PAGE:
Whether you got your dog from a breeder, SPCA, dog rescue, or if they just randomly showed up on your front porch you both benefit from the relationship.
I’d like to flip the script on the term “rescue” dog.
Lots of my clients have rescue dogs. Sometimes you learn the dog's history and other times you don’t. Some situations were absolutely horrifying.
It is totally in our human nature to feel bad for the dog. The stories I could tell you. I have seen some truly awful things – not just in rescue situations but with breeders as well.
Dogs definitely have residual behaviors from past experience. Left alone for hours, not socialized, not potty trained, or worse.
The good news is dogs pretty much live in the moment. This is where we’ve got to change our mindset as owners! These dogs are to be loved, not pitied. They need to experience the world, not stay sheltered.
We must treat our dogs as if they won the lottery – as if they are the luckiest dogs in the whole world. Because they are.
The bad behaviors can be managed. You can teach your dog anything you set your mind to.
Don’t “feel bad” for your dog, coddle them, or give up on them!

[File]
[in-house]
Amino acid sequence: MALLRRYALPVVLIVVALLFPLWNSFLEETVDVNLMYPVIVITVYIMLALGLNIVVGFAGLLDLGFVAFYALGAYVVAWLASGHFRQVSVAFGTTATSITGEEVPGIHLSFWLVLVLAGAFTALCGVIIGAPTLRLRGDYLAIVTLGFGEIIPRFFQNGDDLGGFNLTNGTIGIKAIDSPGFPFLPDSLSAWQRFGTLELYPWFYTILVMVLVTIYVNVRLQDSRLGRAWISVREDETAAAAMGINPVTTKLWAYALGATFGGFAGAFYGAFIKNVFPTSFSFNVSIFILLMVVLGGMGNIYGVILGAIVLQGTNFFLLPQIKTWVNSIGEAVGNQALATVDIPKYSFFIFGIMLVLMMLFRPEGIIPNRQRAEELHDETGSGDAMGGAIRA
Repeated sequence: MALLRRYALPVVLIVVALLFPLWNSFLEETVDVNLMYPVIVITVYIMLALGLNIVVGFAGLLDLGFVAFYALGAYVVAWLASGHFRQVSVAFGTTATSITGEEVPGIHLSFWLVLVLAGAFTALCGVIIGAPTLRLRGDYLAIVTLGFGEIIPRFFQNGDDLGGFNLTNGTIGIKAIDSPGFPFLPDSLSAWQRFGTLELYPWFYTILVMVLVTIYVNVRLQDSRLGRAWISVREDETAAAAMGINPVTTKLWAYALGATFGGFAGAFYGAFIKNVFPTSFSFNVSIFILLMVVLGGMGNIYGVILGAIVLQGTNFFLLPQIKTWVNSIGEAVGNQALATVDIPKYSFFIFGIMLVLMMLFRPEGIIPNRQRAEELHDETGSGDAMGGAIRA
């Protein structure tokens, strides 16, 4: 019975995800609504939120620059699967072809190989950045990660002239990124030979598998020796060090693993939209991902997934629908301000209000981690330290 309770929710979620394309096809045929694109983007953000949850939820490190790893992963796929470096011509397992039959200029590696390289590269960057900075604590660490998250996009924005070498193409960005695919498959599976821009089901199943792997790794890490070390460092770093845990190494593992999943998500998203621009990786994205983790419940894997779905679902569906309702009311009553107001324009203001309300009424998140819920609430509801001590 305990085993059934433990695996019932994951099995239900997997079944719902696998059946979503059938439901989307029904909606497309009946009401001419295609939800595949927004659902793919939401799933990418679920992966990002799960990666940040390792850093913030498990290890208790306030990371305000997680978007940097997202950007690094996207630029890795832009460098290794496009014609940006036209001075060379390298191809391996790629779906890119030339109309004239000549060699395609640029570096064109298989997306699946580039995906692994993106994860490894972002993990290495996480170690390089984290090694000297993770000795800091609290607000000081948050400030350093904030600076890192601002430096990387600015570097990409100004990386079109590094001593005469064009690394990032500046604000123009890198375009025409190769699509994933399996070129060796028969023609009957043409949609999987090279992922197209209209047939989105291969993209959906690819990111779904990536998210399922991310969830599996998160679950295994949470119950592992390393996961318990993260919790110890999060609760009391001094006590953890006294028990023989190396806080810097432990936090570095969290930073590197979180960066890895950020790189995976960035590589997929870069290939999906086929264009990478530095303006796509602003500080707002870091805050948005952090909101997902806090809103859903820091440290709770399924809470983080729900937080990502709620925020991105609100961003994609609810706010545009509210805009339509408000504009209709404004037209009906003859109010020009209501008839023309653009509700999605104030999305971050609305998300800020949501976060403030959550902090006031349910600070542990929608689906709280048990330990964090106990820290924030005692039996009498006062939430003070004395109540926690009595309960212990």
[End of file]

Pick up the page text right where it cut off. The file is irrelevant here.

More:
Consider your dogs past experience, but know that today is a new day. It will take time, but all you need to do is train. A top reason dogs are returned to the breeder or shelter is lack of training. Dogs do not speak English. It is our job to teach them.
- Non-Stop Barking. Dogs who like to bark need to be given time that is appropriate for barking. I teach my barking dogs to speak. When we are in the backyard, field, or the beach I encourage them to speak. When we are home and they are barking at the 500th squirrel, I let them bark for a moment and then tell them quiet. Training them to understand what speak and quiet means will keep both of you happy.
- Eliminating Indoors.
Until I know for sure a new dog in my house knows what #pottyoutside means I assume they haven’t learned. I do not like cleaning up pee and poop. If you aren’t expecting it, it’s all the more frustrating. I put them on a leash and watch them like a hawk. If I can’t watch them I put them in a crate. That’s a 2 sentence explanation – if you’d like more I have a Free Potty Training Workshop online.)
- Crate Aversion: The crate is your best friend in training. But what if your dog hates the crate or has never been in one? The most vital thing is to make the crate a safe, positive place. Start by providing meals in the crate. Teach them to do a down-stay in the crate with lots of yummy treats. Give the crate a cool name and get an excited voice and animated body when it’s time for your dog to go in.
Dogs are the absolute best. They are capable of so many amazing things. They offer us comfort, unconditional love, they can be trained to tell you when you were sick, they can be trained to offer stability, they can be trained to detect dangerous things, they make us laugh, and they fill our hearts with joy.
You can fix bad dog behaviors. It just takes time, patience, and a whole lot of repetition.